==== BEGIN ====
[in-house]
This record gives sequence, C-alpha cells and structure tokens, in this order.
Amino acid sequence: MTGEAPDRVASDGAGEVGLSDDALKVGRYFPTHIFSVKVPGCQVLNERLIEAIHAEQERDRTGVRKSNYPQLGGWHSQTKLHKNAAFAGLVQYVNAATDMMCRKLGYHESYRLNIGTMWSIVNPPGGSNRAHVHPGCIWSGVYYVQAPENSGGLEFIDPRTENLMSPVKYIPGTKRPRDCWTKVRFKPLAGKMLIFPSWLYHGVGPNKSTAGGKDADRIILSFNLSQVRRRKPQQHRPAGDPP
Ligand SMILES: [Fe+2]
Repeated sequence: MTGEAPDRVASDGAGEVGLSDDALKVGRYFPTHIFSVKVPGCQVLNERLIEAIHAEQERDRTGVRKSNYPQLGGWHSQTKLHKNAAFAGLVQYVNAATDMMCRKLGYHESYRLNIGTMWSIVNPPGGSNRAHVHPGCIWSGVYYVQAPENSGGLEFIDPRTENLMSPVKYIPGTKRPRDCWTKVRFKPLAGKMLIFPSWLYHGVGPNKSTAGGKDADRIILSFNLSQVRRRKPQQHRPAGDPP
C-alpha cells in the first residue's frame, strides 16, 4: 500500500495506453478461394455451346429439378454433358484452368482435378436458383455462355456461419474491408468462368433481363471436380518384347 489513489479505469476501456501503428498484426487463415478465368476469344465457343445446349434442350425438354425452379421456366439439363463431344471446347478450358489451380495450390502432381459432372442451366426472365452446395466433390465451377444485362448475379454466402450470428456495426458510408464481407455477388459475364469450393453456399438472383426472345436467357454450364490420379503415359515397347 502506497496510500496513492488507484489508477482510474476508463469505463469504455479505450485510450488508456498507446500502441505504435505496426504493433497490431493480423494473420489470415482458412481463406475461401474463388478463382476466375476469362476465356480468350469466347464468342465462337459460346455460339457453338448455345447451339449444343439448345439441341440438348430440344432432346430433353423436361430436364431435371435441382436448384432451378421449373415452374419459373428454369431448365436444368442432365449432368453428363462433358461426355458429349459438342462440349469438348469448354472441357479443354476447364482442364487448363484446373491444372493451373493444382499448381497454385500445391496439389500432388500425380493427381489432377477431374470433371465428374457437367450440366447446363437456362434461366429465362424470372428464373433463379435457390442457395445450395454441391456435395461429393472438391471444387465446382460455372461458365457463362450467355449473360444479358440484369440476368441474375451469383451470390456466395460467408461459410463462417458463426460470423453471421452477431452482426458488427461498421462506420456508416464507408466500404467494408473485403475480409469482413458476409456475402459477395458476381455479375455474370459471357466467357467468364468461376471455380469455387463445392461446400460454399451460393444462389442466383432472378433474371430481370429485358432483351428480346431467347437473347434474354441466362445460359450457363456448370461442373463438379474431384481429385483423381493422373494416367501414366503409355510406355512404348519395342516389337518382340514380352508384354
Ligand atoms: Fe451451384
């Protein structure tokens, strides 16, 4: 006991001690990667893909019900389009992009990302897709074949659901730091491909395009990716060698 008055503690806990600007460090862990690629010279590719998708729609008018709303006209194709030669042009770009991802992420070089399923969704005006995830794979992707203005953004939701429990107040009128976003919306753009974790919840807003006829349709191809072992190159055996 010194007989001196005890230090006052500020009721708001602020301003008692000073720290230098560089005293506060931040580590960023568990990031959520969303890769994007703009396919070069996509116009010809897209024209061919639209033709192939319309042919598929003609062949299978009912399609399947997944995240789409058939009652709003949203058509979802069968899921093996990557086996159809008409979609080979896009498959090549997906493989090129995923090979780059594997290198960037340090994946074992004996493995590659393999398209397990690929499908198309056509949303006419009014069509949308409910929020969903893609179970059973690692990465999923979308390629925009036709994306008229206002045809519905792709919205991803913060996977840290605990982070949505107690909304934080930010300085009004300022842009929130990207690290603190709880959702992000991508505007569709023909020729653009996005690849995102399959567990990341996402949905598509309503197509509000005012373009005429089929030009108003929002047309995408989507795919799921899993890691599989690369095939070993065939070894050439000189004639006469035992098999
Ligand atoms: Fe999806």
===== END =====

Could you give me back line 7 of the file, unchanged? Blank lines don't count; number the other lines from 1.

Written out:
Ligand atoms: Fe451451384